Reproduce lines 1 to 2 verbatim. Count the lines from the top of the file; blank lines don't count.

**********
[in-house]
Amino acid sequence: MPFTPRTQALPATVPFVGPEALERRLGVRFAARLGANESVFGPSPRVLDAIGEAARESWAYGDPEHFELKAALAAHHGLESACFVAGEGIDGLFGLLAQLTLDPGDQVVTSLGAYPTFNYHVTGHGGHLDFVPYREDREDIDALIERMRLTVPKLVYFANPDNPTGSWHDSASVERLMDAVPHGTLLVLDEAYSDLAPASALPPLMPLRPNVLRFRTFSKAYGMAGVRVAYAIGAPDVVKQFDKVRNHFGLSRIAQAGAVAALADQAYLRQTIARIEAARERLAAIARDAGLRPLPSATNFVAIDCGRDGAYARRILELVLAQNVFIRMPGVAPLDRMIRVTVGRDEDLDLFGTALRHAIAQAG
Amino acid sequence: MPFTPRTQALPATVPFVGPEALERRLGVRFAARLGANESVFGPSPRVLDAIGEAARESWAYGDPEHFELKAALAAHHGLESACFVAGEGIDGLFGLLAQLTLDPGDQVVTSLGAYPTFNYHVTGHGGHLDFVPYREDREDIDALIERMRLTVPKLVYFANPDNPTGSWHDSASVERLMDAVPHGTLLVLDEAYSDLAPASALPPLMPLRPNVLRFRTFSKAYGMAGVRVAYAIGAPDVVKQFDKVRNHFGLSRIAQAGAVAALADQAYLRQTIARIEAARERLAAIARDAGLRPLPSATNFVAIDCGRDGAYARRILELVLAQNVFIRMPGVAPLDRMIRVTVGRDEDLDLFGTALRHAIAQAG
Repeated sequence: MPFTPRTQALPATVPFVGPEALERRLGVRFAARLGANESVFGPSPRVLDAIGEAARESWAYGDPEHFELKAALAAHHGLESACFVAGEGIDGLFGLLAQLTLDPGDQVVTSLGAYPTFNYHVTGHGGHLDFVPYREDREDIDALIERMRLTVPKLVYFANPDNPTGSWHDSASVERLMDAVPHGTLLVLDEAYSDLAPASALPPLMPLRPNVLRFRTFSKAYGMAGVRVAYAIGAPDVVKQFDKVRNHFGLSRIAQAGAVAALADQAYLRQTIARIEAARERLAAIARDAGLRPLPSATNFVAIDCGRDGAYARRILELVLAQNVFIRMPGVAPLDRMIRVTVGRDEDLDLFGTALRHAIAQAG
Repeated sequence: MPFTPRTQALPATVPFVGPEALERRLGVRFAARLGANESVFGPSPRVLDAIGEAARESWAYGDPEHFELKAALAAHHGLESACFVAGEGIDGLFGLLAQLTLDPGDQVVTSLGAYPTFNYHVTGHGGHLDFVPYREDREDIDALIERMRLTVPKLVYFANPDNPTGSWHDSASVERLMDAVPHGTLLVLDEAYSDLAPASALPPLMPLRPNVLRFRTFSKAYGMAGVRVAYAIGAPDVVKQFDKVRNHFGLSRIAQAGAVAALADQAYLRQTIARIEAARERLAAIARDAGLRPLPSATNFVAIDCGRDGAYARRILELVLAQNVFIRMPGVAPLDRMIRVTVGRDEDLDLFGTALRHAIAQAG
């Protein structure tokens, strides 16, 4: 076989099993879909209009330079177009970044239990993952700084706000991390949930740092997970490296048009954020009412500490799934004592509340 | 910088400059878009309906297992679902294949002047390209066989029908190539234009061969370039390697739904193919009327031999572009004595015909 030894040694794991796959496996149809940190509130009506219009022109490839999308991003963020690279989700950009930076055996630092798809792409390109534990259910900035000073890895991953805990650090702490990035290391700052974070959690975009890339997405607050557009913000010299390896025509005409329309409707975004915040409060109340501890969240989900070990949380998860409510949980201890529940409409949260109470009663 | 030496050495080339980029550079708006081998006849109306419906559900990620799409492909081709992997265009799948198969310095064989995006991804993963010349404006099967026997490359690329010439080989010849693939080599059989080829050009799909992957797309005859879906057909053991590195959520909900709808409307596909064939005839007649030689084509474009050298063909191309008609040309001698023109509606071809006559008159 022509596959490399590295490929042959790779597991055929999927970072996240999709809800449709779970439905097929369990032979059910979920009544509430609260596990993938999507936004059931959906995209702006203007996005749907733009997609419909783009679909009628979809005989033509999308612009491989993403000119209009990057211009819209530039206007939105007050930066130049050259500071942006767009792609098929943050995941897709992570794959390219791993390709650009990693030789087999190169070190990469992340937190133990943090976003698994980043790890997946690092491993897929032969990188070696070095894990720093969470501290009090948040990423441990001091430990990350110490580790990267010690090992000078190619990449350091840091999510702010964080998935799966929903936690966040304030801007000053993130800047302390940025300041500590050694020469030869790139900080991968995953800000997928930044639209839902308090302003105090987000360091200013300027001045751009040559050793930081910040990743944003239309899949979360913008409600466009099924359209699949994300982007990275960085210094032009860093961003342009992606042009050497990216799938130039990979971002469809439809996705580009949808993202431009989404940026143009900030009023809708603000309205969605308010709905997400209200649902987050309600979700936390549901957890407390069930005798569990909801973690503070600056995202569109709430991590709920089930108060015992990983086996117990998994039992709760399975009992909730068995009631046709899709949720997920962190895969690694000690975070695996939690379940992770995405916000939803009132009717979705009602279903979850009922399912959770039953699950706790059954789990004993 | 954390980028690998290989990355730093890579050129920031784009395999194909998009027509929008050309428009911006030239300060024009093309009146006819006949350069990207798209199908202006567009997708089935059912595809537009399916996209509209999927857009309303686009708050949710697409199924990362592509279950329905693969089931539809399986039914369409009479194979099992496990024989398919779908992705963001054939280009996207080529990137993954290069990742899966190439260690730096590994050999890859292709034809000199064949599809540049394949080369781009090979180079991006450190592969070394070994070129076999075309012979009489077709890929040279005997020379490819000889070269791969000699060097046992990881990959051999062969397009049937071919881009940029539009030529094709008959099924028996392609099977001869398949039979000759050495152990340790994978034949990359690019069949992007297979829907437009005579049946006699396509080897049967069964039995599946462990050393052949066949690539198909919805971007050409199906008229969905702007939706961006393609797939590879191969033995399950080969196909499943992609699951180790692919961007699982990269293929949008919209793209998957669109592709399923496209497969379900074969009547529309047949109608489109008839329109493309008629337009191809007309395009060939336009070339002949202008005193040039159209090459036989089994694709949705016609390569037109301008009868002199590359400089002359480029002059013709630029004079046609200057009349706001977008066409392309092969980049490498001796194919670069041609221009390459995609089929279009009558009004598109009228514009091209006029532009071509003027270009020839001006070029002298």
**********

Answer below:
[in-house]
Amino acid sequence: MPFTPRTQALPATVPFVGPEALERRLGVRFAARLGANESVFGPSPRVLDAIGEAARESWAYGDPEHFELKAALAAHHGLESACFVAGEGIDGLFGLLAQLTLDPGDQVVTSLGAYPTFNYHVTGHGGHLDFVPYREDREDIDALIERMRLTVPKLVYFANPDNPTGSWHDSASVERLMDAVPHGTLLVLDEAYSDLAPASALPPLMPLRPNVLRFRTFSKAYGMAGVRVAYAIGAPDVVKQFDKVRNHFGLSRIAQAGAVAALADQAYLRQTIARIEAARERLAAIARDAGLRPLPSATNFVAIDCGRDGAYARRILELVLAQNVFIRMPGVAPLDRMIRVTVGRDEDLDLFGTALRHAIAQAG